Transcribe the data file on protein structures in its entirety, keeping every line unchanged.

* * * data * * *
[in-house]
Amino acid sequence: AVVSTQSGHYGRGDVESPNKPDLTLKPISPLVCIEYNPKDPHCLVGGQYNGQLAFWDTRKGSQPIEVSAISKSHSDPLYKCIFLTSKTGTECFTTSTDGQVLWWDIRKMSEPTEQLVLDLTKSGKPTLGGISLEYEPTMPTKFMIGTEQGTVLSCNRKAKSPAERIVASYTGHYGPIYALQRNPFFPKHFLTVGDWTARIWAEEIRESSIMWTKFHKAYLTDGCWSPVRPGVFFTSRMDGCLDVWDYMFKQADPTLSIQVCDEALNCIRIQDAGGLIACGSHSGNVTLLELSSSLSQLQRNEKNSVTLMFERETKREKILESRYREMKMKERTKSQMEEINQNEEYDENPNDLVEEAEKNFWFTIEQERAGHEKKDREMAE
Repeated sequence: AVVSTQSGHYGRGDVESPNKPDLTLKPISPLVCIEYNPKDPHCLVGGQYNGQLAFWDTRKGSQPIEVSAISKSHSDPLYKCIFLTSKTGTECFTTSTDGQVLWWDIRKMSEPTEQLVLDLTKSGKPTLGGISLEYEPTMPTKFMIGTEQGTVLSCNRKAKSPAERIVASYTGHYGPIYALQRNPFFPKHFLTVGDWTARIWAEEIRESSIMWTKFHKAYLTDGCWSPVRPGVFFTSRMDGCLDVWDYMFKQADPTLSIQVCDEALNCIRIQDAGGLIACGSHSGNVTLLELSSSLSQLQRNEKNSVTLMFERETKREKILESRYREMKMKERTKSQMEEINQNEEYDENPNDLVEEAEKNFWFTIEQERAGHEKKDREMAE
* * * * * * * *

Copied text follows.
[in-house]
Amino acid sequence: AVVSTQSGHYGRGDVESPNKPDLTLKPISPLVCIEYNPKDPHCLVGGQYNGQLAFWDTRKGSQPIEVSAISKSHSDPLYKCIFLTSKTGTECFTTSTDGQVLWWDIRKMSEPTEQLVLDLTKSGKPTLGGISLEYEPTMPTKFMIGTEQGTVLSCNRKAKSPAERIVASYTGHYGPIYALQRNPFFPKHFLTVGDWTARIWAEEIRESSIMWTKFHKAYLTDGCWSPVRPGVFFTSRMDGCLDVWDYMFKQADPTLSIQVCDEALNCIRIQDAGGLIACGSHSGNVTLLELSSSLSQLQRNEKNSVTLMFERETKREKILESRYREMKMKERTKSQMEEINQNEEYDENPNDLVEEAEKNFWFTIEQERAGHEKKDREMAE
Repeated sequence: AVVSTQSGHYGRGDVESPNKPDLTLKPISPLVCIEYNPKDPHCLVGGQYNGQLAFWDTRKGSQPIEVSAISKSHSDPLYKCIFLTSKTGTECFTTSTDGQVLWWDIRKMSEPTEQLVLDLTKSGKPTLGGISLEYEPTMPTKFMIGTEQGTVLSCNRKAKSPAERIVASYTGHYGPIYALQRNPFFPKHFLTVGDWTARIWAEEIRESSIMWTKFHKAYLTDGCWSPVRPGVFFTSRMDGCLDVWDYMFKQADPTLSIQVCDEALNCIRIQDAGGLIACGSHSGNVTLLELSSSLSQLQRNEKNSVTLMFERETKREKILESRYREMKMKERTKSQMEEINQNEEYDENPNDLVEEAEKNFWFTIEQERAGHEKKDREMAE